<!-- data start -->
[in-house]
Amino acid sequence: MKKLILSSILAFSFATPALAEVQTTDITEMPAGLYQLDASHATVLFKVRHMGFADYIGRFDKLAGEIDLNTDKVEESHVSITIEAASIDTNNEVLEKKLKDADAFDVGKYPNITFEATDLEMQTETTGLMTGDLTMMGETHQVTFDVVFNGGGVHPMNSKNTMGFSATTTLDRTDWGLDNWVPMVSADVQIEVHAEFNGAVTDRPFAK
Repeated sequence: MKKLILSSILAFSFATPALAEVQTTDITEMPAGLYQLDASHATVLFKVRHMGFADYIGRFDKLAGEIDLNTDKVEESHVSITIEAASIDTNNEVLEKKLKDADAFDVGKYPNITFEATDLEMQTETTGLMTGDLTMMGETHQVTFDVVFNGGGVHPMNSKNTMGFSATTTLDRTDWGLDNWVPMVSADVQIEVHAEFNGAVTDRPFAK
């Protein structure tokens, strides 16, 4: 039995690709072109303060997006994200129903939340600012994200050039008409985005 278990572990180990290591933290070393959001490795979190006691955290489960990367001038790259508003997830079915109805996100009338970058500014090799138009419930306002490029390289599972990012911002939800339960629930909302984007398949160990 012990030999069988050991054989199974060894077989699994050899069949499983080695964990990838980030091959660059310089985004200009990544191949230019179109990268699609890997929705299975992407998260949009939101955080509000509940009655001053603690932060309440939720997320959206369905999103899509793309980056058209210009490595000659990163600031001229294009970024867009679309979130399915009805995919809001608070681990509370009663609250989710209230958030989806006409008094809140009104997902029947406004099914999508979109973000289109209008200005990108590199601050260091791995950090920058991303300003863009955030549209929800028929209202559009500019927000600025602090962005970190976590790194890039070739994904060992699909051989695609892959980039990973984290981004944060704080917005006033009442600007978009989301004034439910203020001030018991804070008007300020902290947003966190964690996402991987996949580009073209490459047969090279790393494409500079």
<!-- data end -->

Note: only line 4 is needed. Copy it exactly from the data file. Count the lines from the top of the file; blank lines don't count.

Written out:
């Protein structure tokens, strides 16, 4: 039995690709072109303060997006994200129903939340600012994200050039008409985005 278990572990180990290591933290070393959001490795979190006691955290489960990367001038790259508003997830079915109805996100009338970058500014090799138009419930306002490029390289599972990012911002939800339960629930909302984007398949160990 012990030999069988050991054989199974060894077989699994050899069949499983080695964990990838980030091959660059310089985004200009990544191949230019179109990268699609890997929705299975992407998260949009939101955080509000509940009655001053603690932060309440939720997320959206369905999103899509793309980056058209210009490595000659990163600031001229294009970024867009679309979130399915009805995919809001608070681990509370009663609250989710209230958030989806006409008094809140009104997902029947406004099914999508979109973000289109209008200005990108590199601050260091791995950090920058991303300003863009955030549209929800028929209202559009500019927000600025602090962005970190976590790194890039070739994904060992699909051989695609892959980039990973984290981004944060704080917005006033009442600007978009989301004034439910203020001030018991804070008007300020902290947003966190964690996402991987996949580009073209490459047969090279790393494409500079």